This page is an entry in the Key.

“Reveal more of the subject,
not less of it”

This phrase is a summary of the rinairs approach to multiple kinds of actions and manipulations.

For information-reportage photography (as well as for news reportage), respected news agencies will always favor revealing more of the subject rather than revealing less of it.

Note, however, that the final result also must meet rinairs for brightness relationships, which is why HDR — which is often used “to reveal more of the subject” — can disqualify photographs from Q7 when used to excess.

Four examples of the “Reveal more, not less” principle:

1. Swing and tilt do not disqualify a photograph from TCQ when they are used to show prominent areas of the photograph more in focus ...

. . . but contraswing and contratilt effects (which show prominent areas of the photograph less in focus) always disqualify the result from Q7 and from TCQ.

2. Moderately burning bright areas and dodging dark areas in order to reveal more of the subject generally does not disqualify photographs from rinairs or from Q7...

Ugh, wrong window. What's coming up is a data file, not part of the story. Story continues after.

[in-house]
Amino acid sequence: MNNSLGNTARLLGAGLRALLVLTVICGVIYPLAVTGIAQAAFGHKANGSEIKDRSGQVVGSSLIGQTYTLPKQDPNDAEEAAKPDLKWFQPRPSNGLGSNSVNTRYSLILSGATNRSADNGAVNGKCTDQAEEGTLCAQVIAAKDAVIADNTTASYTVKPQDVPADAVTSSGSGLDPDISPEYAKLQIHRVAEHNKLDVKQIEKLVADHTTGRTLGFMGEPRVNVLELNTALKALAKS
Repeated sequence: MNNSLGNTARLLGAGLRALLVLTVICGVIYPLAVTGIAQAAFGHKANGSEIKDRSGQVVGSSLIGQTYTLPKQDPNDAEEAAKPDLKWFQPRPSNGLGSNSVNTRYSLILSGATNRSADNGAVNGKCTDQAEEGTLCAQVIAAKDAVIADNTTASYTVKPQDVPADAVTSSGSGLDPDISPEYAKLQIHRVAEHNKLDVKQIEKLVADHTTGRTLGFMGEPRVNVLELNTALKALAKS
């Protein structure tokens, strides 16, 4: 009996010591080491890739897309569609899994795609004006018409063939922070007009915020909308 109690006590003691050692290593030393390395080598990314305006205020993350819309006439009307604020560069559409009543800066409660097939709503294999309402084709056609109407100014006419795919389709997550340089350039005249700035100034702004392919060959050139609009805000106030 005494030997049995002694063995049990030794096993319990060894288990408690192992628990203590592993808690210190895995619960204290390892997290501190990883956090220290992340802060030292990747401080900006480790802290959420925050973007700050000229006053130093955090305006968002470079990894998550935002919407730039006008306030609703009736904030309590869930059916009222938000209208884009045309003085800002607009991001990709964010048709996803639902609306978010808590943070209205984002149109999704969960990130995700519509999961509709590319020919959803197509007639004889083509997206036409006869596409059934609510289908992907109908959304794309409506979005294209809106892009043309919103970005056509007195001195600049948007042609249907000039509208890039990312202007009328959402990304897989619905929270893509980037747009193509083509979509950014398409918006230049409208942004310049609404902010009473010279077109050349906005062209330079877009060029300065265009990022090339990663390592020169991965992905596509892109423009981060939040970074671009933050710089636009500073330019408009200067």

. . . but burning dark areas and dodging light areas in order to reveal less of the subject often disqualifies the result from rinairs and thus from Q7.

3. “Stacking” exposures of motionless subjects is allowed in TCQ photographs to make more of the subject in focus (subject to TCQ’s limits on combining exposures)...

. . . but the combining of exposures to render less of the subject in focus will be disqualified by the focus maximization requirement of Q3.

4. When a dimly lit subject fills the frame* (for example, the ornate ceiling of a historic opera house), rinairs will look much more favorably on brightening the photograph to reveal more of the subject than on darkening the photograph to reveal less of it.

Some dimly lit interiors — a very large room illuminated solely by candles, for instance — only reveal themselves after one has spent a number of minutes in the room letting one’s eyes adjust to the darkness.

Since viewers of photographs cannot be expected to wait for several minutes for their eyes to adjust — photographers rarely have any control over the viewing conditions of their photographs — rinairs would not require a photograph of a dimly lit interior to be rendered as darkly as it looks when one enters the room (that is, almost entirely black).

*Note with regard to #4 that when a dimly lit subject does not fill the frame, the TCQ photographer must pay attention to brightness relationships in the scene if the photograph is to meet rinairs and Q7.

In practical terms that means that a dimly lit area that is only in part of the frame typically cannot be rendered as brightly as it would be if the dimly lit area filled the frame.